Antenatal care

Antenatal classes help to prepare you labour, birth and after the birth.

Antenatal classes can also be a great opportunity to meet other parents-to-be. They can be especially helpful for first time parents by providing information about:

  • the process of labour and birth
  • birthing positions and relaxation and breathing techniques
  • pain relief options
  • medical procedures and interventions that may be necessary
  • changes that you will experience after you have had the baby
  • practical tips on caring for your newborn baby
  • postnatal contraception
  • breast feeding

Antenatal tests

Women are recommended to have initial blood testing for:

  • Blood group and Rhesus type
  • Screening the urine for infection
  • Blood count and iron stores
  • Checks for past and current infections are routine for all women in Australia (these include hepatitis, syphilis, HIV, rubella)

Other tests include:

  • Nuchal test for trisomy 21 (Down’s syndrome) and other rarer trisomies (T18, T13). Blood test and ultrasound between 11-14 weeks. This screening test will determine if the pregnancy is at low risk or high risk for these trisomies. The test is not a diagnosis, so if a high risk level is found, further teats will be required to check if this does indicate whether or not a specific trisomy is present
  • Morphology scan 18-20 weeks: checking for structural problems that may have occurred during the baby’s development. This ultrasound also checks if the placenta (after-birth) is sitting low in the womb. If the placenta is too low then another ultrasound examination is recommended at 32-34 weeks to check that the placenta is clear from the lower part of the uterus. Most of the time the placenta moves up as the uterus grows. A persistently low lying placenta (placenta praevia) can lead to bleeding and obstruction for a vaginal delivery and a Caesarean section may be recommended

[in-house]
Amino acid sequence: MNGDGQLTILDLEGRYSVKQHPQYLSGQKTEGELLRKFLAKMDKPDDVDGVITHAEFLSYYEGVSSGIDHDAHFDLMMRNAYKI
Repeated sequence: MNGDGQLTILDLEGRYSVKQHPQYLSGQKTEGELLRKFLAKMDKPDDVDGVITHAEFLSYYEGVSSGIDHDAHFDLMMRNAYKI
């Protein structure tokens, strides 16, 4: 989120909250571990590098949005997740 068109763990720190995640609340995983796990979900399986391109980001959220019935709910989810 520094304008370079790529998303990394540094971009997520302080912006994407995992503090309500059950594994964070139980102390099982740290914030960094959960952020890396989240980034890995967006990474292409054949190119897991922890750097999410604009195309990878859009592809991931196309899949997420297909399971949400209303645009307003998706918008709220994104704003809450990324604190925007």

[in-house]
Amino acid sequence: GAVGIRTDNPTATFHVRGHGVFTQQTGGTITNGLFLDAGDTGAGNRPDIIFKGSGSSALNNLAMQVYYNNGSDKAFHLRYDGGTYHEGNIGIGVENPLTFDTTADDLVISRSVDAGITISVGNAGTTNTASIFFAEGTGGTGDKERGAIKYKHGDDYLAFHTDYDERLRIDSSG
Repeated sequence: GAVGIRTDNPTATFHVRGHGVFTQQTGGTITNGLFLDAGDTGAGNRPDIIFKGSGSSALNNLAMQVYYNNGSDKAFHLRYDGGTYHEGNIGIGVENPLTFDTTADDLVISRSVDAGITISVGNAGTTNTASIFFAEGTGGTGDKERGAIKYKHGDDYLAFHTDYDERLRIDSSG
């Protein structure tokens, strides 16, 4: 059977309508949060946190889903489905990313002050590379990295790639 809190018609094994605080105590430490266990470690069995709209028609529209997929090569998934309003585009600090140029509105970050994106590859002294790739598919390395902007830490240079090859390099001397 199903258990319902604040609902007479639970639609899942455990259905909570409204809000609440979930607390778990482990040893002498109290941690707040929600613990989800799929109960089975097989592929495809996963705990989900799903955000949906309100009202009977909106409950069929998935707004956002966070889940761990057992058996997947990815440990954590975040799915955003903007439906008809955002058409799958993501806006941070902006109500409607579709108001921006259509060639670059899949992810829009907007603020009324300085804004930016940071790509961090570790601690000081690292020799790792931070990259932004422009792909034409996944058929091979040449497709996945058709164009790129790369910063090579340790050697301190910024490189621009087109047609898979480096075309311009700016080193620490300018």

• Non-invasive prenatal test (NIPT): this test is optional that may be done on the mother’s blood from 10 weeks of pregnancy. It may also be recommended if the nuchal screening test shows the pregnancy to be at high risk of a fetal chromosome change (aneuploidy). The test uses DNA from the fetus that circulates in the mother’s blood. Like the nuchal test, it checks for the more common fetal aneuploidies: trisomy 21 (Down Syndrome), trisomy 18 (Edward Syndrome), trisomy 13 (Patau Syndrome) and monosomy X (Turner Syndrome). This test is not medicare rebateable and as such can be quite expensive.